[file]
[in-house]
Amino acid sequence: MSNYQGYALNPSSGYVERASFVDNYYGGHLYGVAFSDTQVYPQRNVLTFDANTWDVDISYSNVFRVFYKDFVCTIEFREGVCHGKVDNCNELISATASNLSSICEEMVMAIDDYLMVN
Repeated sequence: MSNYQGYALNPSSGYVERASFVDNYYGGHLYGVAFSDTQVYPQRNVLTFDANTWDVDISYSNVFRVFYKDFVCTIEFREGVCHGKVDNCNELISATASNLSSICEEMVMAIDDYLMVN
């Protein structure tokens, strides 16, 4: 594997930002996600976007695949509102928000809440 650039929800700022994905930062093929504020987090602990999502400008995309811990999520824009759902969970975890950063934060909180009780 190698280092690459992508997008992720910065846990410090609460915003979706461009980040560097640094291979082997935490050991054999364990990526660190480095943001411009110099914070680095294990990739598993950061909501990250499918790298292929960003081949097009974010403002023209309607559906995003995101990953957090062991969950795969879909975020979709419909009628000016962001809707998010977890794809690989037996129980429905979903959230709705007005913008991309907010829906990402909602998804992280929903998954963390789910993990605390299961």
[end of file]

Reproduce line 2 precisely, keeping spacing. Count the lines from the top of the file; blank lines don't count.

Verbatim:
Amino acid sequence: MSNYQGYALNPSSGYVERASFVDNYYGGHLYGVAFSDTQVYPQRNVLTFDANTWDVDISYSNVFRVFYKDFVCTIEFREGVCHGKVDNCNELISATASNLSSICEEMVMAIDDYLMVN